It would be funny, if it didn’t hit quite so close to home for a long-time newspaper guy like me. Aw, what the heck, it’s still pretty funny, even if it does hit pretty close to home — kind of like when someone makes a crack about your weight and you find yourself laughing along with them, despite the fact that they effectively just called you a lard-ass.
What’s so funny? Before I had a chance to read AP chief executive Tom Curley’s closing speech at the Knight-Bagehot dinner on Thursday, I read Henry “I used to be a famous Wall Street analyst” Blodget’s summary and rather pointed annotations of the speech at Silicon Alley Insider. Many of the jabs that Blodget took were well-deserved, including the ones that seemed to suggest an inspirational talk such as Curley’s might be coming, well… a little bit late in the game, shall we say. At the same time, however, it’s nice to hear the senior executive of a news organization — any organization — saying some of the things he says, including these tidbits:
“Iâ€™ve been inside many major news organizations the last couple years, and, invariably, I hear the same refrain. We know what to do, but we canâ€™t get it done.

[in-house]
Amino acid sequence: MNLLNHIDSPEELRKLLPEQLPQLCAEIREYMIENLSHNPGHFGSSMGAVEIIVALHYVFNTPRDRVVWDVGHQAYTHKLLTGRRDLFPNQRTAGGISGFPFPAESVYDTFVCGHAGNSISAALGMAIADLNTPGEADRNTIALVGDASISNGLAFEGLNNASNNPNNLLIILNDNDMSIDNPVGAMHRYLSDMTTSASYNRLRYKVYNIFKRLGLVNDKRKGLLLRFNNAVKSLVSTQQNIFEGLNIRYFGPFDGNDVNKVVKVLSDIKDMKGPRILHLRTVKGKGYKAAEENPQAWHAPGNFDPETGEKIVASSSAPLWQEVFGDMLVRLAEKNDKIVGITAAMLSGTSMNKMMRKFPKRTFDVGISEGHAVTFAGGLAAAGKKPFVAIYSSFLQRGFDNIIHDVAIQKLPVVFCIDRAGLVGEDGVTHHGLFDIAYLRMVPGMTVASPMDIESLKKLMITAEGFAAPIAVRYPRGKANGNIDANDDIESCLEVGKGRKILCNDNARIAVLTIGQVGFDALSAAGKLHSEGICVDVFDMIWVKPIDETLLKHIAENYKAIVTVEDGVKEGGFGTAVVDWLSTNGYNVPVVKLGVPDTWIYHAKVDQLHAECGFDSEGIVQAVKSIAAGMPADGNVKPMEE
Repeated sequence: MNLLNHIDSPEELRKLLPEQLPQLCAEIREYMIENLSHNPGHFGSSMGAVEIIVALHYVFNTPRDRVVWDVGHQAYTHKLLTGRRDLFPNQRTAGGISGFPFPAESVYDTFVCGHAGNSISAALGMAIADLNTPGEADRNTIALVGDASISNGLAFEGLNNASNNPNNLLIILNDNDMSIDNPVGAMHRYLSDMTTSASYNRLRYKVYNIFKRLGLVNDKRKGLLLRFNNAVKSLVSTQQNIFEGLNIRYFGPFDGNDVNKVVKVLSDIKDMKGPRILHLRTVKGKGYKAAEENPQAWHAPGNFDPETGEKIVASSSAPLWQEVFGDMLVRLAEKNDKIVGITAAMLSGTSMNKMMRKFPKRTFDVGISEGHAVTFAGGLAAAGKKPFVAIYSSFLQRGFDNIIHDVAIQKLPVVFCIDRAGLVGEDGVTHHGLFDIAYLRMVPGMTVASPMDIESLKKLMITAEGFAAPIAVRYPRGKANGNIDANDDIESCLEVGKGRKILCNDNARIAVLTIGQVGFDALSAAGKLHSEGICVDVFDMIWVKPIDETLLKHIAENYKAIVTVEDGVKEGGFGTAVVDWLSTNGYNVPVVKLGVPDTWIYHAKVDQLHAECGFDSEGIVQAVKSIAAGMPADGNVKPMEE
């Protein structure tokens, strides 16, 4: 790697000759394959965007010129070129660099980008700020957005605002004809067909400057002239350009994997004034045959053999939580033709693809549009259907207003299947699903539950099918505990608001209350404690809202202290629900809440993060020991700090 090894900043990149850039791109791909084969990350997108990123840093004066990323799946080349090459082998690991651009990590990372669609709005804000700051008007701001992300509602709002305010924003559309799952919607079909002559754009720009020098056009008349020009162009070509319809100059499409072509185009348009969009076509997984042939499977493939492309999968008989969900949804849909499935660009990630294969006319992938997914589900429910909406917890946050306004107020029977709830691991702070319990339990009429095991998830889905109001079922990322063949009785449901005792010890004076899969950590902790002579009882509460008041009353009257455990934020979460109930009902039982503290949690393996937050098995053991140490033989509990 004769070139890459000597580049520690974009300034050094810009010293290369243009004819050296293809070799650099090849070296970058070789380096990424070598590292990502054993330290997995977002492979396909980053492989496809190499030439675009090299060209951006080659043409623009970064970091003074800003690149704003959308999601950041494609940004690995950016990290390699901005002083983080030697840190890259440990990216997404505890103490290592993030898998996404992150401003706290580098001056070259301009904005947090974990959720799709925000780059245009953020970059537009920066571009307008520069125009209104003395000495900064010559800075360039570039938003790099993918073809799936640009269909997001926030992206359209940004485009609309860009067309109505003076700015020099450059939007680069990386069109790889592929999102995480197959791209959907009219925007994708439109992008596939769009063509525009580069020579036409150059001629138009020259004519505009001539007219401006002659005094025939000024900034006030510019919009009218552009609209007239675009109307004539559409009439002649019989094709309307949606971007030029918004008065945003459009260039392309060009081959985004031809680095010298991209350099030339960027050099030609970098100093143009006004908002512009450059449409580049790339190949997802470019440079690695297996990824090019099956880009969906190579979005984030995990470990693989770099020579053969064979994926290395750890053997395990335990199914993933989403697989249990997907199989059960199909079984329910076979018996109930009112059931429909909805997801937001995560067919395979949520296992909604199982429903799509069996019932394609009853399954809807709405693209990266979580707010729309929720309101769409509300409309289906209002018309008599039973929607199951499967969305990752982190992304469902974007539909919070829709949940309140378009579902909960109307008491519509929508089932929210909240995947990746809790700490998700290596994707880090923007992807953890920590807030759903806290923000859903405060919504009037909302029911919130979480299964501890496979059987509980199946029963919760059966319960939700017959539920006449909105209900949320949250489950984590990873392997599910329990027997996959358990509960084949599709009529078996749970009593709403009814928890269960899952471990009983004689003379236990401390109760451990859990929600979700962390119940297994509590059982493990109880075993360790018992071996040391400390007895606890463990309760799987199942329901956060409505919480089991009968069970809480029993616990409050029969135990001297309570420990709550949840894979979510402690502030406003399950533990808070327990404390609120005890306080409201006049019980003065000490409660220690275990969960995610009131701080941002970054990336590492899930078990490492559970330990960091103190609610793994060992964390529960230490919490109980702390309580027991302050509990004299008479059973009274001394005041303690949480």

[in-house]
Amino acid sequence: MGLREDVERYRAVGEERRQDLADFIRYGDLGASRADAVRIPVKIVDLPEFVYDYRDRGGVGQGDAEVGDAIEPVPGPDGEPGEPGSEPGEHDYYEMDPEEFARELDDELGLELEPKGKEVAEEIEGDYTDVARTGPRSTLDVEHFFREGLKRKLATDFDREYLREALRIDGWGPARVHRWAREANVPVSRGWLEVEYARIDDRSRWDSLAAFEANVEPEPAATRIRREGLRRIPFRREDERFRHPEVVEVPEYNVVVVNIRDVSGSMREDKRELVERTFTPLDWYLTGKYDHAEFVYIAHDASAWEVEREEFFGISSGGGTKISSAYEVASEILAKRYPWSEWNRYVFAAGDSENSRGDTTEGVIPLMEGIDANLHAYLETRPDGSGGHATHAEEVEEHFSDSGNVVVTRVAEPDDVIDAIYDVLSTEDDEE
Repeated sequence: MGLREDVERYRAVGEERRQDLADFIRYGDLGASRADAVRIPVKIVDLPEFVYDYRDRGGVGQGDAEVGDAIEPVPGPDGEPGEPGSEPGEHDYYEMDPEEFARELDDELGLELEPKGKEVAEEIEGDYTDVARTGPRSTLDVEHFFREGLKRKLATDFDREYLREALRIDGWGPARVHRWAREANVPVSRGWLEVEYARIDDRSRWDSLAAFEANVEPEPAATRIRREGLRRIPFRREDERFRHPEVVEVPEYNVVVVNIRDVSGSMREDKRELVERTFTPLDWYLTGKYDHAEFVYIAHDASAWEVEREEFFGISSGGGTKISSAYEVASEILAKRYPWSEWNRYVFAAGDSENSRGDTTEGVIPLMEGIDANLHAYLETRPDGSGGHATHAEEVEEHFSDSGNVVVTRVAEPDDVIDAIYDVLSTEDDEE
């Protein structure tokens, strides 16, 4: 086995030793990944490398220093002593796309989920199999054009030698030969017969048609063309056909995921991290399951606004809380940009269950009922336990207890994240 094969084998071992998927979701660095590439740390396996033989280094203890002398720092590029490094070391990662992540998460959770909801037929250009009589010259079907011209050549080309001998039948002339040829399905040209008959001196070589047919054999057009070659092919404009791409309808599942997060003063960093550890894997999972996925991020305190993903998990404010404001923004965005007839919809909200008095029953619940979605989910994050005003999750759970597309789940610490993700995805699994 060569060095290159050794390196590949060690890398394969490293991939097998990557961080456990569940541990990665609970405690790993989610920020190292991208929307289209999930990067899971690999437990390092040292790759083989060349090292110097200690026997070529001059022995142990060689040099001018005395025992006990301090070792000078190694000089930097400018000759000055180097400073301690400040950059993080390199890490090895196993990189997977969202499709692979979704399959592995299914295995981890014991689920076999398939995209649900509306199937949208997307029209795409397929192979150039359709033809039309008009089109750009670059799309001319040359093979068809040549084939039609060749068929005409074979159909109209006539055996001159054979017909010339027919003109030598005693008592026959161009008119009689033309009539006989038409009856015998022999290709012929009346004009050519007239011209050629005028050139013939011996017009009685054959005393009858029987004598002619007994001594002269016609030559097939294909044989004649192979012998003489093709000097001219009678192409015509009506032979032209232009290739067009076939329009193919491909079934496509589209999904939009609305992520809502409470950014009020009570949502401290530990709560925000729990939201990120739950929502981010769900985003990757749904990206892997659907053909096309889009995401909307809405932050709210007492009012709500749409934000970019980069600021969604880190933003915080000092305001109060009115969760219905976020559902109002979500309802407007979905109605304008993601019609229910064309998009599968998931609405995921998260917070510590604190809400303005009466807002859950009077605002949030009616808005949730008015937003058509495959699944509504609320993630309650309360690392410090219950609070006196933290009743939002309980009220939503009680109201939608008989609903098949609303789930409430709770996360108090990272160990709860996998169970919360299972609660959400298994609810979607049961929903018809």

Or, sadly, weâ€™re in worse shape than we were two years ago because weâ€™re spending even more proportionately trying to keep the old model functioning.
More than a few persist in trying to make their online sites life rafts for newspapers or newscasts.”
At one point, Curley says “we who rule the content,” which is a little much — but then you have to consider the audience he’s speaking to. No one would have even flinched at that phrase. He also talks about how AP and other news providers have to “get control” of their content, which I would argue is a losing battle — and it’s an odd statement given the deal that the AP struck with Google to host stories at the Googleplex.
But a little later the AP chief almost makes up for all of that by saying “The first thing that has to go is the attitude. Our institutional arrogance has done more to harm us than any portal.” If only saying it would make it so. Rafat Ali has more coverage at PaidContent, and NYT tech editor and blogger Saul Hansell has some thoughts as well.